Support for the fighters in these impoverished and almost exclusively Sunni Muslim areas is much more conspicuous. Many of the fighters hail from the region’s villages. However, that endorsement has been harder to secure as the fighters descended into the more urbane, prosperous and multi-confessional city.
The title FSA implies that there is a unified military force in the city, but the reality is far more chaotic. While the coordination of more localised fighting units was successful in the campaigns throughout the countryside, the fragmentation within the city is not only undermining the FSA’s ability to fight the regime but is also adding to an atmosphere of lawlessness and disorder.
At a base for around 200 FSA fighters, the brigade’s leader receives some residents from an adjacent neighbourhood. “A young man, one of our relatives, has been arrested or perhaps even kidnapped at a checkpoint. We believe it was controlled by your men,” they plead. The leader wishes them the best of luck but apologises and has to concede that the checkpoint they are referring to is in an area not under his control. The men leave with a handshake but their frustration, perhaps even contempt, is palpable.
Kidnapping, extortion and looting by thugs and criminals among the ranks of the armed opposition draws scorn from other FSA fighters, but amidst the turmoil in which Aleppo is engulfed there is little they can do. “There are some that commit these crimes, we try to arrest and detain them but this is a revolution and there is chaos,” says Abu Fares, media coordinator with the FSA.
The FSA in Aleppo is trying to build a more unified leadership and command structure, most notably by uniting the largest fighting forces including the Union military Council, the al-Tawheed brigade, al-Fateh brigade and Soqour Shahbaa brigade under The Revolutionary Military Council. On the ground, however, there are still dispersed rag tag elements to the fighting force.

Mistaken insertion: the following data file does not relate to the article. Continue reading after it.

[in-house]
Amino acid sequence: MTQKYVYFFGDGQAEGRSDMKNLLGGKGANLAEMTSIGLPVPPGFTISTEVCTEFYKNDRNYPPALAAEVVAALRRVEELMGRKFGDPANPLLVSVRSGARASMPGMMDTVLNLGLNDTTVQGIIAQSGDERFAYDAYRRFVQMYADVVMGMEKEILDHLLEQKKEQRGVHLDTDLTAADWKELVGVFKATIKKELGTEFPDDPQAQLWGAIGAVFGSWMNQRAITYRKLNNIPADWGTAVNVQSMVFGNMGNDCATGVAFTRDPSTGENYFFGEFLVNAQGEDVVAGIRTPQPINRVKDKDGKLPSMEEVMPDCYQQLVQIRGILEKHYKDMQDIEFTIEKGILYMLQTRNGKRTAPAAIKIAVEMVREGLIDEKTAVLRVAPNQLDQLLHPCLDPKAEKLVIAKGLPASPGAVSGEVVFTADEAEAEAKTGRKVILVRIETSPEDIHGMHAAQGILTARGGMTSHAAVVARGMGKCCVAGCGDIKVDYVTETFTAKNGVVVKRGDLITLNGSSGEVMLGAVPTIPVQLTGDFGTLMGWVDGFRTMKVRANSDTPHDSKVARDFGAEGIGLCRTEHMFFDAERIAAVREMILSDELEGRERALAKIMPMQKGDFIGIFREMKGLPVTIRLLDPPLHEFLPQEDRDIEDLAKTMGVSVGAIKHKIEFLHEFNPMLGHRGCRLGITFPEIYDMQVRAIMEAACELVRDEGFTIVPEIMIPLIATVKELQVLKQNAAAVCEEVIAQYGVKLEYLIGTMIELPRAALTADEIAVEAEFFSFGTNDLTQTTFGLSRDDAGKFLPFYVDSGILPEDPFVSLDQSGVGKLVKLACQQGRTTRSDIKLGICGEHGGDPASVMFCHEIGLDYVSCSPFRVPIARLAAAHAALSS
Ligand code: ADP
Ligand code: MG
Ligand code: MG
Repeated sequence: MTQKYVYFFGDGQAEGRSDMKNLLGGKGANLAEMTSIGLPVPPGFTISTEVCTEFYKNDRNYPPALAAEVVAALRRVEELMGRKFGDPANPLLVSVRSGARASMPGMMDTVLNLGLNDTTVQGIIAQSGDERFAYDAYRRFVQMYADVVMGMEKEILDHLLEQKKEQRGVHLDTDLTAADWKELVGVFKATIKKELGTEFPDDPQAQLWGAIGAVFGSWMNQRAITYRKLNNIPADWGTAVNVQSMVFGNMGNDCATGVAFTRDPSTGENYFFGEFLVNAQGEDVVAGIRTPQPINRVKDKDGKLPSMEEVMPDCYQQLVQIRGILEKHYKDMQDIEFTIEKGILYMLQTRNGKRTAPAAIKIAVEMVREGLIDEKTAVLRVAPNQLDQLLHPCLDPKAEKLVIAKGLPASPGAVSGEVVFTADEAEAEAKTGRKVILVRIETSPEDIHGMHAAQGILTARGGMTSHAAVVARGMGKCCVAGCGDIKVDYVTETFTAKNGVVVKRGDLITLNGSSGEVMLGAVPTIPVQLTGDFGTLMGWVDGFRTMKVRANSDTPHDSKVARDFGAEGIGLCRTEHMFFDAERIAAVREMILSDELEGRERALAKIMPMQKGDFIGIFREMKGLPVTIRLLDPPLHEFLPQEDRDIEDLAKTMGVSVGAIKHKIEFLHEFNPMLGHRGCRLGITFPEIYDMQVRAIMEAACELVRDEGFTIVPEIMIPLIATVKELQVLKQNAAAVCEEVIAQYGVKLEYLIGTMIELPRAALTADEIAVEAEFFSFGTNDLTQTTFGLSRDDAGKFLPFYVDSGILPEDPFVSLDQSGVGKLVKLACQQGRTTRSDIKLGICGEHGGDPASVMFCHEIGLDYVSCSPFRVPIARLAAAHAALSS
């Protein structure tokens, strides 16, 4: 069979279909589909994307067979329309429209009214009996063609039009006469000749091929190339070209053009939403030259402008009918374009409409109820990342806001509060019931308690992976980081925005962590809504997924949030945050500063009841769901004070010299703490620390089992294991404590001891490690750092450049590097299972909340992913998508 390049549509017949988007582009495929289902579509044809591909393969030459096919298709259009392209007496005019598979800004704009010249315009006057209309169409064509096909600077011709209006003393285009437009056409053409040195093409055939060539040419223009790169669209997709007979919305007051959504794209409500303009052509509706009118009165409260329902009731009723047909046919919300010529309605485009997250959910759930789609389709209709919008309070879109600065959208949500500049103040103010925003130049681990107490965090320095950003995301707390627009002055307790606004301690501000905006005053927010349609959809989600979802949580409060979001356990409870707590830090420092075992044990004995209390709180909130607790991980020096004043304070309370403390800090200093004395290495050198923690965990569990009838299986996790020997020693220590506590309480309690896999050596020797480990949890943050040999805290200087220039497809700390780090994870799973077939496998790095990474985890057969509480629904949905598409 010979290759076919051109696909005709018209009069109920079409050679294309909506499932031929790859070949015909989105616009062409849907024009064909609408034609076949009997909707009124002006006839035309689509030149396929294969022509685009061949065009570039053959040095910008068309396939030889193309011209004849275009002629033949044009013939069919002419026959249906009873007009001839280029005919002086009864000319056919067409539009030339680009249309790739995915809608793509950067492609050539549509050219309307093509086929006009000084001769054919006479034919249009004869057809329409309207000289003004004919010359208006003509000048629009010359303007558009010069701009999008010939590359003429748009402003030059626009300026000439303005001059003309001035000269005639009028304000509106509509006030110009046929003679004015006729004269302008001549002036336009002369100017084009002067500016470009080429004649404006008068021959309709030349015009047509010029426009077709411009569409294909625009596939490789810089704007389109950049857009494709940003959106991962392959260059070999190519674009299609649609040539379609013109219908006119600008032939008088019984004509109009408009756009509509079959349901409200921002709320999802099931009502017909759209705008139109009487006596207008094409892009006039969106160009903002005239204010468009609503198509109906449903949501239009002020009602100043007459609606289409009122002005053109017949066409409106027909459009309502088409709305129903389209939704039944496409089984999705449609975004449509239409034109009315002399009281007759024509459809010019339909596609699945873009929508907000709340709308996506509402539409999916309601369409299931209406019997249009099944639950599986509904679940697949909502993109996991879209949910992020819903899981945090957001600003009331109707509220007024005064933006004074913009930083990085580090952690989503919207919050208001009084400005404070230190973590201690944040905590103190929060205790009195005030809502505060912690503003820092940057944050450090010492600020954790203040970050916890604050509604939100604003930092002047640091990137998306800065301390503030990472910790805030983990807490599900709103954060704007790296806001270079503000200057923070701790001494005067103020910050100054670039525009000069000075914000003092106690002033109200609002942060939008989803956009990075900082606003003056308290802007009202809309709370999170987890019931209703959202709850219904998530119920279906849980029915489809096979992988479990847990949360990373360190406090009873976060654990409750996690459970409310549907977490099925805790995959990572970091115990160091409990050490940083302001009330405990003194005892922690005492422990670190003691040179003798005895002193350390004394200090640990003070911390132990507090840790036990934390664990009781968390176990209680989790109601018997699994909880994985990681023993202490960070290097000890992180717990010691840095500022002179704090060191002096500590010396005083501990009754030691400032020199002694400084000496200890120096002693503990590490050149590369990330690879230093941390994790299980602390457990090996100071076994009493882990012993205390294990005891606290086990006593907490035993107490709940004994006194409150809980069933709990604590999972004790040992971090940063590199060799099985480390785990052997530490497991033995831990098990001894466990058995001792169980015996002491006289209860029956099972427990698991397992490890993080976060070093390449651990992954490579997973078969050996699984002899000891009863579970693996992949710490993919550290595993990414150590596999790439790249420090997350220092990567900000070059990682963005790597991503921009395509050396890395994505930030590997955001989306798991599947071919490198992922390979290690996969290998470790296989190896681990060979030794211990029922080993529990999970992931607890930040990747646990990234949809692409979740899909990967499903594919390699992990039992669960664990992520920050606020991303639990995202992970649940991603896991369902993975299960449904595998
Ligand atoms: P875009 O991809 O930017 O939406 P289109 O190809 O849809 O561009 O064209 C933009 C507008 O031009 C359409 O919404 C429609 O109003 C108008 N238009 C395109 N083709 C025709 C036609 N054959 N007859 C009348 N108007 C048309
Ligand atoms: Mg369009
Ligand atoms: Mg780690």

“The problem is that many of the fighters come from different provinces and don’t know each other. If we could achieve even 50 percent unity then I will be very happy,” says FSA brigade leader Abdul Fader.
Then there is the patently sectarian and Islamist leanings of some of the forces. A police car passing the hospital flying a large al-Qaeda flag and blaring out loud recitations of the Quran curries favour with some but not with many. Even among the Syrian FSA fighters the presence on the front lines of small groups of battle-hardened mujahedeen from countries such as Libya is a divisive reality.
The terror raining down from the Syrian air force on most of Aleppo may unify the people in their loathing for the Assad regime, but it does not necessarily unite them in support of the FSA. The longer the battle in Aleppo is drawn out the more problems the FSA will have ensuring the support of the local population under their control.
As the death toll mounts, the war economy ossifies and the hoodlums establish a foothold in the city, the legitimacy of the fighters will be further diminished.